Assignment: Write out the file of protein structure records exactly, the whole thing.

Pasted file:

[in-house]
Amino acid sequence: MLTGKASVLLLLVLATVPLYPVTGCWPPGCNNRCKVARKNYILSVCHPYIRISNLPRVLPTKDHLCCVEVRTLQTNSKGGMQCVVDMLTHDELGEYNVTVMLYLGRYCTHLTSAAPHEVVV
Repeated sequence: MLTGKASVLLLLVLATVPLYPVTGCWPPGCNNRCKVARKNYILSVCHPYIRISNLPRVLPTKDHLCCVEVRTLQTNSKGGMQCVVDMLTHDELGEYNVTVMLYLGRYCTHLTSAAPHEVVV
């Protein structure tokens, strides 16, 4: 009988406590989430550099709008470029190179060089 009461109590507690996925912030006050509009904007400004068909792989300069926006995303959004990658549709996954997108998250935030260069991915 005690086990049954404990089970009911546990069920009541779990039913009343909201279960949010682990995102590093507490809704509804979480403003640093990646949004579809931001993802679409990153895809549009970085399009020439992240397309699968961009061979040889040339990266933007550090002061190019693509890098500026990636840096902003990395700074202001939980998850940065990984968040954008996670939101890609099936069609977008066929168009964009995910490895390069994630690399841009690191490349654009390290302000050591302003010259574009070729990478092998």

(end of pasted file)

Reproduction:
[in-house]
Amino acid sequence: MLTGKASVLLLLVLATVPLYPVTGCWPPGCNNRCKVARKNYILSVCHPYIRISNLPRVLPTKDHLCCVEVRTLQTNSKGGMQCVVDMLTHDELGEYNVTVMLYLGRYCTHLTSAAPHEVVV
Repeated sequence: MLTGKASVLLLLVLATVPLYPVTGCWPPGCNNRCKVARKNYILSVCHPYIRISNLPRVLPTKDHLCCVEVRTLQTNSKGGMQCVVDMLTHDELGEYNVTVMLYLGRYCTHLTSAAPHEVVV
């Protein structure tokens, strides 16, 4: 009988406590989430550099709008470029190179060089 009461109590507690996925912030006050509009904007400004068909792989300069926006995303959004990658549709996954997108998250935030260069991915 005690086990049954404990089970009911546990069920009541779990039913009343909201279960949010682990995102590093507490809704509804979480403003640093990646949004579809931001993802679409990153895809549009970085399009020439992240397309699968961009061979040889040339990266933007550090002061190019693509890098500026990636840096902003990395700074202001939980998850940065990984968040954008996670939101890609099936069609977008066929168009964009995910490895390069994630690399841009690191490349654009390290302000050591302003010259574009070729990478092998």